‘Halloween’s’ bizarre, thoughtful, sweet End

Images courtesy Universal Pictures.

8/10 In the entire lexicon of ill-advised Halloween sequels, Halloween Ends is certainly the best love story.

Even a basic discussion of Halloween Ends spoils it because the entire movie is the twist, so if I can only say one thing, it’s this: I’ve never been more shocked by a Halloween movie. Spoilers below-

***

Haddonfield, Illinois, October 2022- Four years after the prior two movies, Laurie Strode (Jamie Lee Curtis) has finally moved on from her brushes with Michael Myers (James Jude Courtney, credited as “The Shape,” with Nick Castle, who originated the role, providing vocals), bought a new, normal house and spends her time writing a memoir and repairing her relationship with her granddaughter, Allyson Nelson (Andi Matichak), but the evil and trauma she spent decades of her life wallowing in did not effect her alone.

Narrative momentum shifts to a new character, Corey Cunningham (Rohan Campbell), a young man whose college career was derailed three years earlier when a child died under his care. He was cleared of charges relating to the accident, but remained a pariah in the town he now has no way out of. Cunningham strikes up a relationship with Nelson, who is similarly dissatisfied with Haddonfield, but also a relationship with Myers, who he finds living in the sewer, and is forced to choose between one of his new relationships, his existing family and social ties in town, and the allure of running away to something new.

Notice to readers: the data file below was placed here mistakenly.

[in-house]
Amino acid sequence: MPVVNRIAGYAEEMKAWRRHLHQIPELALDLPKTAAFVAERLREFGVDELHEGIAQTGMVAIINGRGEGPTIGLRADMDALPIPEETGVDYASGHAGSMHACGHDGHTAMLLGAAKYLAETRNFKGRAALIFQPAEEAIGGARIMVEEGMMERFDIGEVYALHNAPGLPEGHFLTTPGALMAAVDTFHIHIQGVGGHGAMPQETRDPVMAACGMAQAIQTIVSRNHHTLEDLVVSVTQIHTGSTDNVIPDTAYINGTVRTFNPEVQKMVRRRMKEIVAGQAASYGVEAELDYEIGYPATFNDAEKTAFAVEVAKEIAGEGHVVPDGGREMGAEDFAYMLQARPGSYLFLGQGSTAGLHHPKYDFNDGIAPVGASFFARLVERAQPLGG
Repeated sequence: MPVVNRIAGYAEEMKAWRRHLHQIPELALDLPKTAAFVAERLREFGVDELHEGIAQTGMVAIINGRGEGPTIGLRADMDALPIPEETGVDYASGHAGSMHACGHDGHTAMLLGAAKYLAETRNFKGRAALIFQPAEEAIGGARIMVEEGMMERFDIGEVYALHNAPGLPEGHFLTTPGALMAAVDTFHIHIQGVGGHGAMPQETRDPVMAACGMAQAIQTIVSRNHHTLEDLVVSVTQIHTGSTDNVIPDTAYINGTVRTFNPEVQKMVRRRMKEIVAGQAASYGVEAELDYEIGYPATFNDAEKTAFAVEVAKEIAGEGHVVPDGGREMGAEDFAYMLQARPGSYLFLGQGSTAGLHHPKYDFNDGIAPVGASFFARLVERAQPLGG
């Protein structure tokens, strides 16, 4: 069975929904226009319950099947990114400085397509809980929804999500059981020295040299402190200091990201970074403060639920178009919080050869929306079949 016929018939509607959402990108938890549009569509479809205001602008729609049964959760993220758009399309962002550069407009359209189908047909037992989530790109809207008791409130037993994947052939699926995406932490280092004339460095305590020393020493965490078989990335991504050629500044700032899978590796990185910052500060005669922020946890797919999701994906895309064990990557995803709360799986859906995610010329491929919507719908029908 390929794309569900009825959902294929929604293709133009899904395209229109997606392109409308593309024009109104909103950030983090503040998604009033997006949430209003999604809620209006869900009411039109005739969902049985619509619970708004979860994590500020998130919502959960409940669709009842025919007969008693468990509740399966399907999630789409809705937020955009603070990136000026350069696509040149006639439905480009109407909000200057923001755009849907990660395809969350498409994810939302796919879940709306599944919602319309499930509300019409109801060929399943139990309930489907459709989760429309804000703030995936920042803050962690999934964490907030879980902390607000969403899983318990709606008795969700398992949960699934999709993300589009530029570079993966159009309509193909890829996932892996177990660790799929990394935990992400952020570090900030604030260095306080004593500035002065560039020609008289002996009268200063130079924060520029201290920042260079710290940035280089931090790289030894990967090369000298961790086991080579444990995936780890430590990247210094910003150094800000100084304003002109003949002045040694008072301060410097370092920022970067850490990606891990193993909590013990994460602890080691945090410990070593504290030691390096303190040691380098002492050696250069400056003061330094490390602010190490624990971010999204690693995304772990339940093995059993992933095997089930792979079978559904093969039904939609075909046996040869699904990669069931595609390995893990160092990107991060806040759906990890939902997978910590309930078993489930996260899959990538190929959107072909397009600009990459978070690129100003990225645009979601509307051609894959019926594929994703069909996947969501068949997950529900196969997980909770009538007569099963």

Then the final 15 minutes are an entirely different movie stuck on top of it like a jester hat.

Halloween (David Gordon Green, 2018) was excellent as a remake – it stood on its own, but went out of its way to reward fans of the original film with a story that evolved from both the narrative and paratext of that movie, featured tons of visual quotes and directly interacted with the original movie’s core messages.

The less said about Halloween Kills the better, but Halloween Ends is right back on track – it maintains and transforms the same basic story, recasting it into an entirely different genre, in this case a surprisingly sharp tragic romance, and changing the perspective in ways that call much of the prior work into question. Writer/director David Gordon Green has done what I always want filmmakers in a long-running series to do, but seemingly never see – made a completely different film set in and stemming from the original work. It’s absolutely beautiful.

The best part is that Halloween Ends is an absolute master class in conveying its ideas through basic but effective symbolism, costuming and associative imagery. This movie has some very complicated things to say, but the language it uses to say them is Film School 101 meat-and-potatoes, completely accessible and unmistakable.

It takes a while to get to most of them, but it’s also got the slasher goods with a flurry of bloody, horrifying and spectacular kills. It almost feels like too many for the movie to get through, and the final culling is a little rushed.

Halloween Ends undermines a lot of assumptions other movies in the franchise are built on, some so central that it feels like it can’t coexist with the original film. The core idea of the original Halloween is that Haddonfield is everytown USA, but Halloween Ends, for really the first time, approaches Haddonfield as a specific place with a unique history that has evolved into something very ugly. Myers has always represented pure, elemental, soulless, unalloyed evil, but in Halloween Ends, maybe the evil isn’t really attached to him, and maybe it isn’t so unalloyed and soulless.